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Sam Sullivan and the NPA haunt the Olympic Village

Mayor Sam Sullivan in a photo from the creative commons on Wikipedia

What happens when you build an economic strategy on a real estate bubble and financial derivatives?

In the US you get the worst depression (why not use the real word?) since 1929/30.   In BC you get a budget deficit 500% larger than promised and the HST.  And in Vancouver you get the Olympic Village fiasco, brought to you by former Mayor Sam Sullivan and his NPA team.

It’s the NPA gift that keeps on giving.

Let’s recap: In January 2006, a month after taking control of city hall, Mayor Sam Sullivan and his NPA team began redesigning the Olympic Village plan reducing the non-profit housing from 20% of the project to about 10%.  Most amenities and the green design concept were left in place.

At the same time the new council began the final process to decide which developer would build the billion-dollar project.  Three firms were shortlisted in January 2006.  On April 3 Mayor Sam Sullivan announced Millennium Development was the chosen one. 

What Sullivan didn’t announce was that Millennium finished third on points, behind Concert Properties and Wall Development.  But they won the deal on the high price of their bid, offering $193 million for the city land.  Plus Millennium promised that the city would get its money whether the project made or lost money.  Here’s what the report to council said:

“The unanimity in the Evaluation Committee’s recommendation comes from three compelling factors:

  • the Millennium proposal meets or exceeds all ODP requirements;
  • Millennium has the experience, capacity and expertise to complete major projects
  • Millennium’s Purchase Price is the highest and is unconditional in that it is guaranteed to the City with no risk sharing.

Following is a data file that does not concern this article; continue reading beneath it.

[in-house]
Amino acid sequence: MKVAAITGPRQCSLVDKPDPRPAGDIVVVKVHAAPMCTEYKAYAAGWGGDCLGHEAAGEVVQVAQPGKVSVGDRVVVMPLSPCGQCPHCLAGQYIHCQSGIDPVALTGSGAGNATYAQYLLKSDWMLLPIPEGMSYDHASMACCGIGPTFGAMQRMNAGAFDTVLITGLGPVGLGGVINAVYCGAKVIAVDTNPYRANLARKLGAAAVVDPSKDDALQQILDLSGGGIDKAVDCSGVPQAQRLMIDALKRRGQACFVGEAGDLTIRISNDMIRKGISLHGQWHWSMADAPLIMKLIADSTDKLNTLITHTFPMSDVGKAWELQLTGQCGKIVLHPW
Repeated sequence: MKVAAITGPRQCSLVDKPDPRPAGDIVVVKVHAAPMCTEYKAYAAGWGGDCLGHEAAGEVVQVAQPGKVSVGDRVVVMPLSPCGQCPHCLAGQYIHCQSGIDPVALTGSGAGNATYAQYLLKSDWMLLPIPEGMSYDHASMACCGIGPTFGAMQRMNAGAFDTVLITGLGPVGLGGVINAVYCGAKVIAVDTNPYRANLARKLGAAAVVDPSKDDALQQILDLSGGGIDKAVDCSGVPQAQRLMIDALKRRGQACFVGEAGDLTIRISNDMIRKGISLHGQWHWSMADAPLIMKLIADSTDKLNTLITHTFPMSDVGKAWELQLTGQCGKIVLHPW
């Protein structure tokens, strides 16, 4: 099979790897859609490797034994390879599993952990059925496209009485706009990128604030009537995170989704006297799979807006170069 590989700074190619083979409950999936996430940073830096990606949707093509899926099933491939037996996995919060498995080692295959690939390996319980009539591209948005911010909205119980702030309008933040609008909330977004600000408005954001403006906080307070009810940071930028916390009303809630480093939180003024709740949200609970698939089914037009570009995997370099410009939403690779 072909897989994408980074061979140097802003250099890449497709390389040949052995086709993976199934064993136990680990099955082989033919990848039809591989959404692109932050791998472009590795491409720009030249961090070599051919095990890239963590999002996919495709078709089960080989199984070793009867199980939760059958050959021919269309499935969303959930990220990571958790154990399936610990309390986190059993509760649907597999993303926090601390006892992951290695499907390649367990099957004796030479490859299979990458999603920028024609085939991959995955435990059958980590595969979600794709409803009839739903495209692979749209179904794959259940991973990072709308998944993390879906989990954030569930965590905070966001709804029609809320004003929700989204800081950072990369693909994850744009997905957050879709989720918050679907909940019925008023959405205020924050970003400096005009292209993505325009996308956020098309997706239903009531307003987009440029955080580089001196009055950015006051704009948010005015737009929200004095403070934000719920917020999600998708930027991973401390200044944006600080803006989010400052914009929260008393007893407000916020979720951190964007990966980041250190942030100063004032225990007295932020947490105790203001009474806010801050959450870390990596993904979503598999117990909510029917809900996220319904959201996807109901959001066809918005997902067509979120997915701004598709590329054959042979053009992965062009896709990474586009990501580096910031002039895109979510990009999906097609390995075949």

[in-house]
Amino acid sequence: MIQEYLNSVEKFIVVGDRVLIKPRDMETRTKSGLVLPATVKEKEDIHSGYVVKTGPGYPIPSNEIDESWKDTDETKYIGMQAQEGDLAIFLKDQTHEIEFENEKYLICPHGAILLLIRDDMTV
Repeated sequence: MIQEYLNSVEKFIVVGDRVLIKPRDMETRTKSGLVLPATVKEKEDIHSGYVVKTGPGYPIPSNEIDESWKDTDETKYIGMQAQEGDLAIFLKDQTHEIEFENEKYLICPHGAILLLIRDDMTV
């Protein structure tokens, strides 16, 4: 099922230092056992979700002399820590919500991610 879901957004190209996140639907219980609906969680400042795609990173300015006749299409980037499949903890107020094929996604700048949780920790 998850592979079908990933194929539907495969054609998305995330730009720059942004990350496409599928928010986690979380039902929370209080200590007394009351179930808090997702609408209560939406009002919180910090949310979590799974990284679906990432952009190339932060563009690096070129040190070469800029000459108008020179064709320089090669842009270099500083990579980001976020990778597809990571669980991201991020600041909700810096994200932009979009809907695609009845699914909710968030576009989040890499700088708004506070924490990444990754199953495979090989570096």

“Highlights of the Millennium proposal include:

  • guaranteed, unconditional price of approximately $193,000,000 that does not ask the City to assume any of the marketing or financing risk in the development;”

We now know that wasn’t true.  By 2007 the NPA had changed its tune and concluded a secret deal to backstop the entire project, taking on a billion dollars in risk according to notes in the City’s 2007 financial report:

 “The City has: provided a Completion Guarantee which obligates it to complete the Market Project in time for the 2010 Winter Games should Millennium be unable to complete.... In the case of a default, it is expected that the City will assume completion of the Market Project and become responsible for repaying [the cost of development].”

And that’s exactly what happened.  By the fall of 2008 Millennium was in default to its hedge fund financier, Fortress Investment, and the geniuses in the NPA were forced to offer up the first loan to Millennium.  The NPA tried to do that in secret as well but it leaked out and blew the November civic election wide open.

In its first four weeks in office the new Vision Council patched together another more secure financing deal that got rid of the troubled New York hedge fund.  The City, as the NPA had negotiated in 2007, was now directly on the hook.

And what a big hook it was: a billion dollar project targeted towards a high end market in the middle of a real estate depression.  There was no fix for that.  Millennium was not the financially secure developer the NPA thought it chose and there were few buyers for a project aimed at high end offshore buyers.  Frances Bula nailed the basic problem three years ago quoting a real estate expert:

‘Experts say it will be a miracle if any of the market housing can be sold for less than $1,000 a square foot — the current price of luxury condos in Coal Harbour.   “I think we all know there are huge economic challenges to this project. I don’t think there will be a square foot that will be on sale for less than a thousand dollars.’

An NPA deal built on a bubble, a deal that came crashing down when the bubble burst.  That’s the story of the Olympic Village.  The NPA’s spinning like crazy to hide that story from next year’s civic voters.  But there’s no hiding from the fact that the two deals they did in 2006 and 2007 give lie to that. 

More than that, it makes me wonder what other deals made by the NPA will come back to haunt us.  For example, exactly what did the NPA promise Rich Coleman on the Little Mountain deal?  Can we afford to know?

And the Olympic Village?  All that’s left to do is to figure out a marketing strategy that’s more in keeping with today’s market and recoup what’s possible.

Oh, and make sure voters remember who’s responsible.

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